Sunday, March 30, 2014

Urban and Rural Michigan

We've gone into Detroit once or twice a week since the first week in February. This has been enlightening and delightful. We've met a lot of terrific people whom we hope we'll get to know better and better in the years to come. Our destinations have included Avalon Breads, the D:Hive, the River Rouge Plant, the Detroit Institute of Art, Kidpreneur, Earthworks Urban Farm, Cass Tech, Detroit City FC, Jefferson Avenue, the Friends School, the Heidelberg Project's installation on the east side of the city we well as its studio and offices off Woodward Avenue, the Museum of Contemporary Art, the Detroit Artists' Market, Los Galanes restaurant in Mexicantown, and that statue of Joe Louis' fist.

Soon, however, we'll be leaving urban life behind, for the very wide and very open spaces of the Upper Peninsula and the Great Lakes.

Our Spring Trip will take place from Tuesday, May 27 to Saturday, May 31. Jayonne Wynne from our lunch and Aftercare crew has agreed to join us as a second chaperone. Unlike last year, the seventh and eighth graders will be embarking upon a different adventure than the fifth and sixth graders. Revisiting the themes of The Odyssey and Explorers of the World, the heart of the 7-8 trip will comprise four maritime voyages on four different vessels on three different Great Lakes.

We'll leave from SK on the morning of Tuesday, May 27, and head up I-75 to Saginaw Bay. Around lunchtime, we will set out, like Gilligan, on a three-hour tour, albeit on a much more reliable ship than the Minnow: the Appledore IV, a schooner out of Bay City that plies the waters of Lake Huron. 

Here's a link to more information about the Appledore fleet: http://www.baysailbaycity.org/appledore/appledore.htm

From there, we will pile back on the bus and head up the freeway across the Mackinac Bridge. Once we're in the Upper Peninsula, we'll turn west on Route 2 for a few minutes and settle in at my family's house on the northern shore of Lake Michigan--the same place where we camped way back in September. After spending the night there, we'll set out the next morning, May 28, on a short tour of the nearby shoreline on a small collection of kayaks, canoes, and rowboats. 

Then it's back on the bus for a drive across the UP to Houghton, where Michigan Tech University is located. We will settle in our guest rooms at Michigan Tech, have some dinner, and tour the campus and town. The following day, May 29, after a morning hike, we will set out on the SS Agassiz with graduate instructors from Tech for some marine research on Lake Superior.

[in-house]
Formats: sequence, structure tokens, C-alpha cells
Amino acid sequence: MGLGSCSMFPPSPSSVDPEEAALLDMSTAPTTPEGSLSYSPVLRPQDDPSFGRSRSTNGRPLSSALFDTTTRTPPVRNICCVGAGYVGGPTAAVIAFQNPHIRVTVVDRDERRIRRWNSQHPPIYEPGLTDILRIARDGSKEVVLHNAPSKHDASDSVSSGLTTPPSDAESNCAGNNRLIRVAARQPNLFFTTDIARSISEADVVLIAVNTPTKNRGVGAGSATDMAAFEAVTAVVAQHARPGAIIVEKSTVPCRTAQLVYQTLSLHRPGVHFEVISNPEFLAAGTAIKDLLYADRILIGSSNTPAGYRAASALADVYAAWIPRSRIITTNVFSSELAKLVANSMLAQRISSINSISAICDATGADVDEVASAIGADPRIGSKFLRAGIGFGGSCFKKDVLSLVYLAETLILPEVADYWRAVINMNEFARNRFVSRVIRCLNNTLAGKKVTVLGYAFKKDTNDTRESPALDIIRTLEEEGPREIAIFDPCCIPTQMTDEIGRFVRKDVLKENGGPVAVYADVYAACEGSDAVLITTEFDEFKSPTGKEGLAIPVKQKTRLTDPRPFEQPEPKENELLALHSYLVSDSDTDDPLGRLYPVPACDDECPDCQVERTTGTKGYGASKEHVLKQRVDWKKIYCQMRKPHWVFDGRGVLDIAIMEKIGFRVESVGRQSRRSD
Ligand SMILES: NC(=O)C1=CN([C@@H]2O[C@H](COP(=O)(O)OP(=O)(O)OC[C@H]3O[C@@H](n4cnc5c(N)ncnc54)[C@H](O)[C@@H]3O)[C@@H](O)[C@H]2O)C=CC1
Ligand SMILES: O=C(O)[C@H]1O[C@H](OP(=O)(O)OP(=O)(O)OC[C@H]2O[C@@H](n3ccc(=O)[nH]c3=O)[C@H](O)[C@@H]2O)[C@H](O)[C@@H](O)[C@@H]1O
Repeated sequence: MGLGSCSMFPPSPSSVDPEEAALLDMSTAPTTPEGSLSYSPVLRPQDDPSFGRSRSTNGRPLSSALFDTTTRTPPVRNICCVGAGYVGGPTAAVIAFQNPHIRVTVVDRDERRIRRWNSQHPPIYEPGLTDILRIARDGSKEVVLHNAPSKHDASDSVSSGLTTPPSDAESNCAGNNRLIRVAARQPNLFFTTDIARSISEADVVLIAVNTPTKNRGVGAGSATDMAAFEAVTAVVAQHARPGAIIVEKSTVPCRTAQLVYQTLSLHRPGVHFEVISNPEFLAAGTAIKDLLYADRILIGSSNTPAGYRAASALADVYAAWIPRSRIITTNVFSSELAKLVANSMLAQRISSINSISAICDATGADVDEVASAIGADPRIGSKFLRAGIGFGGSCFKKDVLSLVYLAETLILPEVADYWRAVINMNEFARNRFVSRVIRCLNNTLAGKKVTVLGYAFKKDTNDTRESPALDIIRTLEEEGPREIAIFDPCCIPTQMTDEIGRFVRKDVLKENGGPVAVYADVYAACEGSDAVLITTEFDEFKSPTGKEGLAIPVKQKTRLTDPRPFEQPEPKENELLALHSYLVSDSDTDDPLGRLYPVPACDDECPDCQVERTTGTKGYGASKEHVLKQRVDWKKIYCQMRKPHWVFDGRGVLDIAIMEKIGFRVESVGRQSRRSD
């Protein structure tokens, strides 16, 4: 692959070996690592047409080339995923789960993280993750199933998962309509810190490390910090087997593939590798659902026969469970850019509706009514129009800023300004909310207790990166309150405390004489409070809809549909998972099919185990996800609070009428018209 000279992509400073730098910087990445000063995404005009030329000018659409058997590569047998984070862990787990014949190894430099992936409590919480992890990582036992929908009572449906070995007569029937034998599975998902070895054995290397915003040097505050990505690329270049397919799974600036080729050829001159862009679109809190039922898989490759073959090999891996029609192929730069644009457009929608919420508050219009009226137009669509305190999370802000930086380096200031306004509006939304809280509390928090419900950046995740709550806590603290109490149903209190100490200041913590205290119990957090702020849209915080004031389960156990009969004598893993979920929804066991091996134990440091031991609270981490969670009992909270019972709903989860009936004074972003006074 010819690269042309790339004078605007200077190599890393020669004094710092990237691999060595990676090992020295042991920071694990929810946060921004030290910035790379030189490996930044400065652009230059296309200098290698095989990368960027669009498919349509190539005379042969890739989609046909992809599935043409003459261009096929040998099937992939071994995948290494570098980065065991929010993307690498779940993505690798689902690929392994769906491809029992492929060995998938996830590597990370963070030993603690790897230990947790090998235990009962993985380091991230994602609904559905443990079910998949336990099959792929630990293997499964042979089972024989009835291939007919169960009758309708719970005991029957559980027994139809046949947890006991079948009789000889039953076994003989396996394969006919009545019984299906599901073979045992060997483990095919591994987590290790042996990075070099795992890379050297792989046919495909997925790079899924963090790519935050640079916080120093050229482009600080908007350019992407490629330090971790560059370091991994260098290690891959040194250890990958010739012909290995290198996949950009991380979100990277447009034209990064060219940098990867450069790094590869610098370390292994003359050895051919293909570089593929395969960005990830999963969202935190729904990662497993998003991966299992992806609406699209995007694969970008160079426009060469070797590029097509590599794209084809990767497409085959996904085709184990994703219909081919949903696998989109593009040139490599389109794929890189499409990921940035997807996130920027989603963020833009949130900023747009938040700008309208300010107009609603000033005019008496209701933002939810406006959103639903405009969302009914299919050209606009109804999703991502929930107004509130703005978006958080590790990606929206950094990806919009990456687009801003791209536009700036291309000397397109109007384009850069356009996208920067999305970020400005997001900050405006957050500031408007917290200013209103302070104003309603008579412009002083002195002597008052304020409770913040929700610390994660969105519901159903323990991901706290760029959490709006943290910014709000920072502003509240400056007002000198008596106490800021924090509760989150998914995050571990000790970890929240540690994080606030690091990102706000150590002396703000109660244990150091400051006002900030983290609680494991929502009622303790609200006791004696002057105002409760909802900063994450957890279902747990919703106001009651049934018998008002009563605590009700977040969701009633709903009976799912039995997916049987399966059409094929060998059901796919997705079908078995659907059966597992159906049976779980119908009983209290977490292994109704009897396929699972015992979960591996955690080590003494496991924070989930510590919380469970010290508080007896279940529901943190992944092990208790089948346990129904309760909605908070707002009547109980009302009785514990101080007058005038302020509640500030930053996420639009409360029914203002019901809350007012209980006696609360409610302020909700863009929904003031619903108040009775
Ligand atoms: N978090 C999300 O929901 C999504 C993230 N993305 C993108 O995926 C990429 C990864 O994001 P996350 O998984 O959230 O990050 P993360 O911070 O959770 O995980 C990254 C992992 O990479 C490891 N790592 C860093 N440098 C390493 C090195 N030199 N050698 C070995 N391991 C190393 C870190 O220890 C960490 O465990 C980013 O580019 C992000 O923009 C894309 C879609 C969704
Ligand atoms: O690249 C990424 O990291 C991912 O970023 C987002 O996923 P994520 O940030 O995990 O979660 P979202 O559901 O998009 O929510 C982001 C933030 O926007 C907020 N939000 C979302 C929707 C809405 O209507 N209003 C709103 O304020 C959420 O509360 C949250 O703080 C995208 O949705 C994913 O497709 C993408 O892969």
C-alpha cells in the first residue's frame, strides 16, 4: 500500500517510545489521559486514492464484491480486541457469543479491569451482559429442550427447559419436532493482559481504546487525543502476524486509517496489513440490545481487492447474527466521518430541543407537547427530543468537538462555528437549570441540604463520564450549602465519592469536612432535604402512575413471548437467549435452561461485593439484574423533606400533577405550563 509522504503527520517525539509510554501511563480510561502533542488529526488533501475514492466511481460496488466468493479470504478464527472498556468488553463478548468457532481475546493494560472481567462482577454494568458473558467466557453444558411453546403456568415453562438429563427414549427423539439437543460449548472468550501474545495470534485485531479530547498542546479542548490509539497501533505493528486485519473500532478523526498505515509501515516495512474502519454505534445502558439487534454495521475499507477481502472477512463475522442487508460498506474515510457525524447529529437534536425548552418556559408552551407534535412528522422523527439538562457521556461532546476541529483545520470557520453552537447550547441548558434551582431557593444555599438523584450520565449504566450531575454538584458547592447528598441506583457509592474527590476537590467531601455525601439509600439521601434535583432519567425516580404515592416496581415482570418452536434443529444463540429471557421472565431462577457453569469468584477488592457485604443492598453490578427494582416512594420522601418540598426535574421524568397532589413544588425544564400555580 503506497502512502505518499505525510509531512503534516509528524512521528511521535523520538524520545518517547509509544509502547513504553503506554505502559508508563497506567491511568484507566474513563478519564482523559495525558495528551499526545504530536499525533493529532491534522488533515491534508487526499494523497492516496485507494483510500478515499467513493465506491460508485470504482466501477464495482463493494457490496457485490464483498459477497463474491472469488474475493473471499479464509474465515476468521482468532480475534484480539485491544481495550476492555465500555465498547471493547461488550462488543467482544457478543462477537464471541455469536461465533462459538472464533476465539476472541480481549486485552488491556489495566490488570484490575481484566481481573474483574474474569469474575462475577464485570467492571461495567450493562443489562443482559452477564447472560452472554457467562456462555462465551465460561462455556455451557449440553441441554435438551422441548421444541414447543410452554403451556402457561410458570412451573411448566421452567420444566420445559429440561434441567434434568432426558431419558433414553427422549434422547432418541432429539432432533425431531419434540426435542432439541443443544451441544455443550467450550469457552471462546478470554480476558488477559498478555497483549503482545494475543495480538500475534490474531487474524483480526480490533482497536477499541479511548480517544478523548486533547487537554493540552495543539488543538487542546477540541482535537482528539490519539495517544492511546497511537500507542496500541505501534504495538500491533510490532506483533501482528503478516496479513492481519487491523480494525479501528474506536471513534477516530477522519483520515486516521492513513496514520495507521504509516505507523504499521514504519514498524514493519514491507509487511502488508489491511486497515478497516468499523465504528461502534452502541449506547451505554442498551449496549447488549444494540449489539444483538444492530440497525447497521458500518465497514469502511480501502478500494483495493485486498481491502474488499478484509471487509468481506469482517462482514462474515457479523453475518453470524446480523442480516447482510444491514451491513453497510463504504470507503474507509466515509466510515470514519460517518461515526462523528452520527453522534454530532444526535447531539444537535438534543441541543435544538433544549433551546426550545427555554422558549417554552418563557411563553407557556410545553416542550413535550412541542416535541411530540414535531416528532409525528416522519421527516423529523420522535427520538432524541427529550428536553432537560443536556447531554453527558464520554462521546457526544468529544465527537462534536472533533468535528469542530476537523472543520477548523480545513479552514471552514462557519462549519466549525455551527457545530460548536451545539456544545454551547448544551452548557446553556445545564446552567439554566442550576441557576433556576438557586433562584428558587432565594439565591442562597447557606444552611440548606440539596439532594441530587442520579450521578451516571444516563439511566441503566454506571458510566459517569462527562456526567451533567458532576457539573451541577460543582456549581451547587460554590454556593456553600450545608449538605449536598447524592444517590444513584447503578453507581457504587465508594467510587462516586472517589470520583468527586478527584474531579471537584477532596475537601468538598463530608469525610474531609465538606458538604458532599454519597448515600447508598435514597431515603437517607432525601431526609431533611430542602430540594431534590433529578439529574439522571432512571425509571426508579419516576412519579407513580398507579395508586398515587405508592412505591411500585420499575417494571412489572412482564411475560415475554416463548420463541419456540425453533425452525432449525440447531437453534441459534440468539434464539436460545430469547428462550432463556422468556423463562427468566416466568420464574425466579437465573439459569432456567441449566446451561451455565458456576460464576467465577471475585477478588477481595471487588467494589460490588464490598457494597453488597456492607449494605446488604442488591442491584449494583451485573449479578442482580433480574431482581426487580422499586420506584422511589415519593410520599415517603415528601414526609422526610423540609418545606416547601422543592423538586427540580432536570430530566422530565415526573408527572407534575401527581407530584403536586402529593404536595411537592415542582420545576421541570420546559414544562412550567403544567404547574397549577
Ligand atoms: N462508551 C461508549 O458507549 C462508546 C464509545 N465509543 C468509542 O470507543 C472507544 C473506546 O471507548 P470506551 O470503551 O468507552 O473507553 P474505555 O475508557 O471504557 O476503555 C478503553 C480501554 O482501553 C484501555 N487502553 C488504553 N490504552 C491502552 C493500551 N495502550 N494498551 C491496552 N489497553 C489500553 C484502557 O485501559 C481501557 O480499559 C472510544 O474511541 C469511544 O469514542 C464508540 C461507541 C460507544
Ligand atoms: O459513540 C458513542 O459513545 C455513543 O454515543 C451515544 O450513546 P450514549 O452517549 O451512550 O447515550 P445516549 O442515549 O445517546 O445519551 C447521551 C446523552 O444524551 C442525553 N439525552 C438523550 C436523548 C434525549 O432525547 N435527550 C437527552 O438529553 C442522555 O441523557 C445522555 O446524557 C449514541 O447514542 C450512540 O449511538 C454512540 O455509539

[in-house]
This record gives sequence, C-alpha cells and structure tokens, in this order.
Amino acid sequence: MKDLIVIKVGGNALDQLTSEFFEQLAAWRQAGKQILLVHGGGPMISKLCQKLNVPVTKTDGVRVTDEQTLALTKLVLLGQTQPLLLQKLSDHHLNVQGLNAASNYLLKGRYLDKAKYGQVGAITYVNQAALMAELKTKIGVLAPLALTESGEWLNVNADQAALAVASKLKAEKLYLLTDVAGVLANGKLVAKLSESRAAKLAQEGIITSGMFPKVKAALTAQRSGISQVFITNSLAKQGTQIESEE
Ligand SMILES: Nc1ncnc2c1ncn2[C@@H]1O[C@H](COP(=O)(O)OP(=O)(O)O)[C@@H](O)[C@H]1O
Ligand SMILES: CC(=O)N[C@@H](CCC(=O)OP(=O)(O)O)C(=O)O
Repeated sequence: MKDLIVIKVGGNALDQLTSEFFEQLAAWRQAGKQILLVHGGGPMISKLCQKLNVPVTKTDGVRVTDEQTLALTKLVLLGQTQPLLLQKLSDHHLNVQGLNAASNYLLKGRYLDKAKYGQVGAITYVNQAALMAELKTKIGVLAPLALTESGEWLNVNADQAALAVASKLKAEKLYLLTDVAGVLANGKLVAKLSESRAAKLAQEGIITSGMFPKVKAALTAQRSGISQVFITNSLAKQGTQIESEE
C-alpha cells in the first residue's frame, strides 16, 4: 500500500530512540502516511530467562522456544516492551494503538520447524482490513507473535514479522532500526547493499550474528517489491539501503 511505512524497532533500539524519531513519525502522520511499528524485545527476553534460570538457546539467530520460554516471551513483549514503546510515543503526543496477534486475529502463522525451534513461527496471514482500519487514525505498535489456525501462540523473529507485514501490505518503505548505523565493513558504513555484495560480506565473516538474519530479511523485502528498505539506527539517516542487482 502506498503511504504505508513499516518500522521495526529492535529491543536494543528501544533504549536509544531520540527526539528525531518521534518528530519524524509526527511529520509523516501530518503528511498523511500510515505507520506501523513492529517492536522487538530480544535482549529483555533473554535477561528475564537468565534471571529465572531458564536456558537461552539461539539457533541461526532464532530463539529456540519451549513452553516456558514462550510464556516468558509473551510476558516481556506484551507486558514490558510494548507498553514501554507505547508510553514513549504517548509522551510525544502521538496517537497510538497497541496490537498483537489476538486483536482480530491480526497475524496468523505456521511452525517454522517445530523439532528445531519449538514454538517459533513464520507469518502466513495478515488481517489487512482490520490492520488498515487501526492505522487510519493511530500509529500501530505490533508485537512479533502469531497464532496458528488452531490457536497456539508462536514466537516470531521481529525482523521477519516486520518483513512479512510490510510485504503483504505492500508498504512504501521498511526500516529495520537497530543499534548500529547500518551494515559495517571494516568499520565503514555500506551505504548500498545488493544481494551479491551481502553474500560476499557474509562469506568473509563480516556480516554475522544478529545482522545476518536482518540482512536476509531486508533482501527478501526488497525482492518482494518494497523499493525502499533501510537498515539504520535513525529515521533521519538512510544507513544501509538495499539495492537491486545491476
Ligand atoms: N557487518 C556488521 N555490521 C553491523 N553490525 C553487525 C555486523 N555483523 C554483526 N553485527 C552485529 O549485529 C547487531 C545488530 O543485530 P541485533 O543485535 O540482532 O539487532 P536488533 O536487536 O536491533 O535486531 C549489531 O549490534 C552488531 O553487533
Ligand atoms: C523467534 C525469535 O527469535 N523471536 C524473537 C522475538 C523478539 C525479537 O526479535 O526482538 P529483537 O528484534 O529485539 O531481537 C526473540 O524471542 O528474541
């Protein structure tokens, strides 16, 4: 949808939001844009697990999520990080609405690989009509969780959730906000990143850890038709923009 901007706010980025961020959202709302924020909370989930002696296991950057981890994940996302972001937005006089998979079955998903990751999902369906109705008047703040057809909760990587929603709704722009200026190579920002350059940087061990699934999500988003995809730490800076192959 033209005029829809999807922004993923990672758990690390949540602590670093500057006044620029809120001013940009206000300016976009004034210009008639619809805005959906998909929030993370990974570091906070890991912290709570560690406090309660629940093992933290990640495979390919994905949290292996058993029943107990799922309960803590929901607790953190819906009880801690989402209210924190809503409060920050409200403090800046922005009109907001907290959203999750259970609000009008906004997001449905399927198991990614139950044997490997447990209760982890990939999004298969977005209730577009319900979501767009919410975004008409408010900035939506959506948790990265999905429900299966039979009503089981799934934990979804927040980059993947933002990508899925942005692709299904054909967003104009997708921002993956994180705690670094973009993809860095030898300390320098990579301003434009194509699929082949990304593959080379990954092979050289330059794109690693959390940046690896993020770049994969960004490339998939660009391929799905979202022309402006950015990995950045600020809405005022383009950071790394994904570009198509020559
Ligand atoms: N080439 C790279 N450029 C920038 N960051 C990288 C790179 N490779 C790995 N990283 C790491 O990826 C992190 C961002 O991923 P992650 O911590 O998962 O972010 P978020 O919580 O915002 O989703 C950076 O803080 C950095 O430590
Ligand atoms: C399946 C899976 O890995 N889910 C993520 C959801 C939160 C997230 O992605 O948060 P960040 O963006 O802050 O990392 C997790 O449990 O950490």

Here's a link to more material on the Agassiz:

We will fall into bed early that night so we can get up early on May 30 the drive to Marquette for lunch and then on to Munising for a boat tour of Pictured Rocks National Lakeshore. After the tour, we'll head back down to the family lake house for the night. We'll get up at a decent hour on May 31 for the five-hour drive back to Summers-Knoll and home.

Here's more on the magnificent Pictured Rocks:

We always strive to keep these trips affordable while still making them as fantastic for the soul and healthy for the mind as they can possibly be. In the past, SK trips have fallen within the $300-$500 range. We don't have a final tally for this year's trip yet, but we expect that the cost will run about $350 per family. When we have made the last of our reservations, we'll have a budget set in stone and will be able to communicate precise costs to you.

Ryan and Saul: Friends School Exhibition

Mike and Isobel wrote some notes on our second Detroit Exhibition, held by Saul and Ryan at the Friends School of Detroit.

Karl started it out with the usual introduction, partly for the benefit of Bryan Baker, the Friends PE teacher who joined us. Then the boys took center stage in Friends School's small gym. They started the lesson with an explanation about what Friends School did, and a brief history. This soon turned to a Q&A about Quaker values and the school's population. 

The boys ended this with the activity portion. For the activity, they did a survey on what we thought Summers-Knoll and Friends School should collaborate on. Ideas included artistic, athletic, academic, and social events. After the survey was handed in, Saul resumed question time while Ryan crunched the results. 

Ryan then proceeded to explain the results, which included a few new suggestions like faculty collaborations and combined field trips. The boys had the idea that we might start light, with attendance at each other's events, and then begin to work toward actual collaborations, like Music Cafes. To conclude the Exhibition, they took a final round of questions.

Denali and Jonathan: Heidelberg Project Exhibition